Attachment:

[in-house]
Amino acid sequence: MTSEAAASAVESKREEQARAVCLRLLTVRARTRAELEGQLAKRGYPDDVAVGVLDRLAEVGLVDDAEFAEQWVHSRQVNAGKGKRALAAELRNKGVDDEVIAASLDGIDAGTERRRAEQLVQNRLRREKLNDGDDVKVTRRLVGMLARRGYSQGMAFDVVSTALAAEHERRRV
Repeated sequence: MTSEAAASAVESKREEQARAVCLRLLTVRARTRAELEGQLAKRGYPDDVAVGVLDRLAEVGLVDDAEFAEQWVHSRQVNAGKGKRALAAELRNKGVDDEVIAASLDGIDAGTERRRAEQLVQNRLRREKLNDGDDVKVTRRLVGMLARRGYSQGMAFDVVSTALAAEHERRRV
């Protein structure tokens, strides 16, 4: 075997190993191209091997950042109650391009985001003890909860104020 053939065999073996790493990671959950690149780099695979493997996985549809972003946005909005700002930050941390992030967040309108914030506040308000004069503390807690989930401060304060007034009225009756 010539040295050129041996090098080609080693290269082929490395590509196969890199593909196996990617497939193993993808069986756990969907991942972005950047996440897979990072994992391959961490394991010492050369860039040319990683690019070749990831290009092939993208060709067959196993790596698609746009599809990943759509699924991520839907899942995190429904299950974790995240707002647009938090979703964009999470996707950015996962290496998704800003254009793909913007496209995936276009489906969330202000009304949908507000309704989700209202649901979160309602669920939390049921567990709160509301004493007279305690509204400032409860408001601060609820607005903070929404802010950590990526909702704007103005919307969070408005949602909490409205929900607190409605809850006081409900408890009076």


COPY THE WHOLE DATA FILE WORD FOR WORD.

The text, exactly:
[in-house]
Amino acid sequence: MTSEAAASAVESKREEQARAVCLRLLTVRARTRAELEGQLAKRGYPDDVAVGVLDRLAEVGLVDDAEFAEQWVHSRQVNAGKGKRALAAELRNKGVDDEVIAASLDGIDAGTERRRAEQLVQNRLRREKLNDGDDVKVTRRLVGMLARRGYSQGMAFDVVSTALAAEHERRRV
Repeated sequence: MTSEAAASAVESKREEQARAVCLRLLTVRARTRAELEGQLAKRGYPDDVAVGVLDRLAEVGLVDDAEFAEQWVHSRQVNAGKGKRALAAELRNKGVDDEVIAASLDGIDAGTERRRAEQLVQNRLRREKLNDGDDVKVTRRLVGMLARRGYSQGMAFDVVSTALAAEHERRRV
């Protein structure tokens, strides 16, 4: 075997190993191209091997950042109650391009985001003890909860104020 053939065999073996790493990671959950690149780099695979493997996985549809972003946005909005700002930050941390992030967040309108914030506040308000004069503390807690989930401060304060007034009225009756 010539040295050129041996090098080609080693290269082929490395590509196969890199593909196996990617497939193993993808069986756990969907991942972005950047996440897979990072994992391959961490394991010492050369860039040319990683690019070749990831290009092939993208060709067959196993790596698609746009599809990943759509699924991520839907899942995190429904299950974790995240707002647009938090979703964009999470996707950015996962290496998704800003254009793909913007496209995936276009489906969330202000009304949908507000309704989700209202649901979160309602669920939390049921567990709160509301004493007279305690509204400032409860408001601060609820607005903070929404802010950590990526909702704007103005919307969070408005949602909490409205929900607190409605809850006081409900408890009076």